464 F2d 551 Moultrie v. State of Georgia
464 F.2d 551
Earl Thomas MOULTRIE, Petitioner-Appellant,
STATE OF GEORGIA, County of Richmond, Georgia Board of
Pardons and Parole, Respondent-Appellee.
No. 72-1746 Summary Calendar.*
United States Court of Appeals,
July 19, 1972.
Earl Thomas Moultrie, pro se.
Arthur K. Bolton, Atty. Gen., William F. Bartee, Jr., Courtney Wilder Stanton, Asst. Attys. Gen., Harold N. Hill, Jr., Executive Asst. Atty. Gen., Atlanta, Ga., for respondent-appellee.
Before WISDOM, GODBOLD and RONEY, Circuit Judges.
Petitioner, a South Carolina prisoner, seeks removal of a detainer lodged against him by the State of Georgia. While on parole with two years to run on a Georgia sentence for burglary, petitioner was convicted of armed robbery and sentenced to twelve years confinement in South Carolina. Georgia temporarily revoked his parole and filed a detainer.
Petitioner's pro se application for a writ of habeas corpus asserts that his constitutional right to a speedy trial compels a dismissal of the detainer because Georgia has denied his request for a hearing on the parole revocation. However, the right to a speedy trial is not applicable to parole revocation proceedings. Lipscomb v. United States Board of Parole (5th Cir. 1972) [No. 71-2505, January 3, 1972]; Cox v. Feldkamp, 438 F.2d 1 (5th Cir. 1971). Georgia law requires a hearing but where a person has committed a crime in another state, has been convicted, and is incarcerated in that state, it is not unconstitutional to delay the parole revocation hearing until expiration of that later sentence. Galloway v. Attorney General, 451 F.2d 357 (5th Cir. 1971).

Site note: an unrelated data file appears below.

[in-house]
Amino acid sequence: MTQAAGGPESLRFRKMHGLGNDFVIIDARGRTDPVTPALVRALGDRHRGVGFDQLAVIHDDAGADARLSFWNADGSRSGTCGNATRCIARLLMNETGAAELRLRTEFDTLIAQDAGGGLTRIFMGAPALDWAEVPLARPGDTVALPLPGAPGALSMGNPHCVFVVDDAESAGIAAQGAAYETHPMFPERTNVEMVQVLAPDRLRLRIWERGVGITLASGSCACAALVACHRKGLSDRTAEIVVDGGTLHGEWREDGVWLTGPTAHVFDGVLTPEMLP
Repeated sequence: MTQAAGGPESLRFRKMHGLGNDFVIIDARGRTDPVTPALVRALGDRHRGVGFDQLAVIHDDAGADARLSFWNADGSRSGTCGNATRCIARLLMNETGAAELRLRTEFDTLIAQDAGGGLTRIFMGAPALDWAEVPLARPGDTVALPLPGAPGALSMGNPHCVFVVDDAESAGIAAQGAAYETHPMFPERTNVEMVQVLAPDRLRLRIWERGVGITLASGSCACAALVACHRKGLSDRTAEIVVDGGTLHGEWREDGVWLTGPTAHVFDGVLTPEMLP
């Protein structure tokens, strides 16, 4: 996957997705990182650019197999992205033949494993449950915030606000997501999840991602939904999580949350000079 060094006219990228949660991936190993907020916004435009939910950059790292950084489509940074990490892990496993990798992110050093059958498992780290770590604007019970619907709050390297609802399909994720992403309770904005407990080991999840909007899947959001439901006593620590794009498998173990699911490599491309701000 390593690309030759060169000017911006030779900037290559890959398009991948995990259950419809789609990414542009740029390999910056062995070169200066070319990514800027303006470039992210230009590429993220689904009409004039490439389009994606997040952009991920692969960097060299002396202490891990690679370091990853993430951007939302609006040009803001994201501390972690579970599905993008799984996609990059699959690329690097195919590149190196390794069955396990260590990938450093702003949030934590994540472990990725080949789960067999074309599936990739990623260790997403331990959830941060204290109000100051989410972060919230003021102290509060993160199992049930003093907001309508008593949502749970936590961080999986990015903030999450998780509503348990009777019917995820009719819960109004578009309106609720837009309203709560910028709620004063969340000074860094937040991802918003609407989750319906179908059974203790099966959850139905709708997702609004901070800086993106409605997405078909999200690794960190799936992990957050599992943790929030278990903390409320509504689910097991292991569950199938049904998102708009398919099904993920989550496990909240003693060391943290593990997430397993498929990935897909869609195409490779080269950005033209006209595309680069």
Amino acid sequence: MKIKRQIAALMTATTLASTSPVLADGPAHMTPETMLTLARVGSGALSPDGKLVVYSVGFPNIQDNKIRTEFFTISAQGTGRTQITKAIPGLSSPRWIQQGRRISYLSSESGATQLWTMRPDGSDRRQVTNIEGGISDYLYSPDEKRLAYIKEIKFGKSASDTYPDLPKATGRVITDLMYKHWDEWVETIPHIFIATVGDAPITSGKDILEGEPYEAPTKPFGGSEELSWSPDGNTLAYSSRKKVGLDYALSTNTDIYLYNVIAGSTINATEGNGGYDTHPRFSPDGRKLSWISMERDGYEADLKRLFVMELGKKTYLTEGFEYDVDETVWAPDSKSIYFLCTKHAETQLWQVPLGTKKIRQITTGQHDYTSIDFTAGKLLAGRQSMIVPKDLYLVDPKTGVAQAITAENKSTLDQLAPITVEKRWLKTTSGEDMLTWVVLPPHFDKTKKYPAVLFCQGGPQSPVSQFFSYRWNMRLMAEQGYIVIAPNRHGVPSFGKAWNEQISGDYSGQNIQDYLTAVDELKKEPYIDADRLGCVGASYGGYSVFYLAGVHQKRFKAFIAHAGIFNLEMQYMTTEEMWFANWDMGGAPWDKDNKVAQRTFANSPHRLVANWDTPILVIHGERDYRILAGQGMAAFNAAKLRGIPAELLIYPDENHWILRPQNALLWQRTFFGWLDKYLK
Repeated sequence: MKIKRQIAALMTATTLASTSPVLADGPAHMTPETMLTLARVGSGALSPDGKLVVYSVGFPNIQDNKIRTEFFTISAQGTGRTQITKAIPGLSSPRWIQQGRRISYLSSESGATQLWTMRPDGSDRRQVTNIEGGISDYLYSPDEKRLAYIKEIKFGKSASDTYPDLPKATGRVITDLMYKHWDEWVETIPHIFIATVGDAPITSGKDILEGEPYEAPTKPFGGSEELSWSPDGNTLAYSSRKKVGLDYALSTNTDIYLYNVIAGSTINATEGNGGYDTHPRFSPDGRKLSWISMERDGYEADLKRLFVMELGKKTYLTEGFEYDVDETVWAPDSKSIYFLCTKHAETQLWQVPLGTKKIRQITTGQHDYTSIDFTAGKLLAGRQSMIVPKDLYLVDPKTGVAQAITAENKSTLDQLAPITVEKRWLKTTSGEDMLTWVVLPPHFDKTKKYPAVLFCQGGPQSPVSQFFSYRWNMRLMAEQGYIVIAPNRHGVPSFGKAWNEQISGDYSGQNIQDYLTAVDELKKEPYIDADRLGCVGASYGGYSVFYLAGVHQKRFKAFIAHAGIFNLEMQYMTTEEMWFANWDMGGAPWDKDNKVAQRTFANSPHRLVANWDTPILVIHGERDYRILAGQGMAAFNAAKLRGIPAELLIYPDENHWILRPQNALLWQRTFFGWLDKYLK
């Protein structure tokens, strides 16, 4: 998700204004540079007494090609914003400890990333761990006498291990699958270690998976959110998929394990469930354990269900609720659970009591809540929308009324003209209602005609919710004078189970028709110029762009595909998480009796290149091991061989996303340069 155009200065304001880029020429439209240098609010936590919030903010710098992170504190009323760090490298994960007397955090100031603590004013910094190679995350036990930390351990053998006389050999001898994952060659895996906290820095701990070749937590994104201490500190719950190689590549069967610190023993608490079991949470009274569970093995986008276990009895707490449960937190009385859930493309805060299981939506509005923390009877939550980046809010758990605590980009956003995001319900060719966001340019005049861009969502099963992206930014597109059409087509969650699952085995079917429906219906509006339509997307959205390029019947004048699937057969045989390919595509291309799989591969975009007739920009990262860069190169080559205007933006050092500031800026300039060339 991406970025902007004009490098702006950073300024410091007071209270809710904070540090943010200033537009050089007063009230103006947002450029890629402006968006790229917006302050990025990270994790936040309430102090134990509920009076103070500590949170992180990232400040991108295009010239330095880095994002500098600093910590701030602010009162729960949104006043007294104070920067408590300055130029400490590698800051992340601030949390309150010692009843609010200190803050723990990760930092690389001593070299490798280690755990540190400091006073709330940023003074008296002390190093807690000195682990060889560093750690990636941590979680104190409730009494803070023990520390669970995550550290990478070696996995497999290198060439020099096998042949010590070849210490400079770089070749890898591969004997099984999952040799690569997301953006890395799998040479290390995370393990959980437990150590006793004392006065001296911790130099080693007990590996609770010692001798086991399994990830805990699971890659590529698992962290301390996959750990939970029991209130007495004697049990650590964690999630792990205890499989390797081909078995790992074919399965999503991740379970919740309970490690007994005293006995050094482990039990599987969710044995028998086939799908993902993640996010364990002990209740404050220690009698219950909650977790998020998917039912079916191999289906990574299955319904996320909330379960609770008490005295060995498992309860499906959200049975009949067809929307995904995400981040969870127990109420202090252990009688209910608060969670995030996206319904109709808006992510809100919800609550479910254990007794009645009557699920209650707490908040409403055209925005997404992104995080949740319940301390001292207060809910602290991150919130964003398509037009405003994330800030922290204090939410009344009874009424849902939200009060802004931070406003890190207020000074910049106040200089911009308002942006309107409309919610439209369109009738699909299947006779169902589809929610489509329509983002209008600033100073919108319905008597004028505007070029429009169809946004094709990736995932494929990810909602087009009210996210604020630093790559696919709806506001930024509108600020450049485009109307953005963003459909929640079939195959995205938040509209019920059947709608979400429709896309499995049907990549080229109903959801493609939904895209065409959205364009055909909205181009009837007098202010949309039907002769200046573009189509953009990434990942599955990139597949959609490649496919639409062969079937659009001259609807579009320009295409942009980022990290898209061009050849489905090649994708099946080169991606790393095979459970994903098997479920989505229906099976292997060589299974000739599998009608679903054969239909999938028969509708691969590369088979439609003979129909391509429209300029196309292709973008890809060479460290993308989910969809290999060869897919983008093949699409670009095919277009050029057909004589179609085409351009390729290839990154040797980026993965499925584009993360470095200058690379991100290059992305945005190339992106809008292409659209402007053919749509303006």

Petitioner's contention that the expiration date of his original sentence has passed so that the detainer should be discharged is likewise without merit. The violation of the conditions of his parole interrupted the running of his sentence so that it has not expired. Anderson v. Corall, 263 U.S. 193, 44 S.Ct. 43, 68 L.Ed. 247 (1923).
Petitioner's real complaint is that he cannot return to Georgia to serve out the lesser sentence there so that it will not affect the conditions of his longer confinement in South Carolina. He alleges that because of the Georgia detainer, South Carolina policy forbids his transfer from maximum detention and precludes him from becoming a trusty, engaging in work release and vocational training programs, or participating in other rehabilitative activities. While recognizing the plight in which petitioner finds himself, we perceive no constitutional relief available to him in this jurisdiction.
The district court correctly denied the petition for writ of habeas corpus.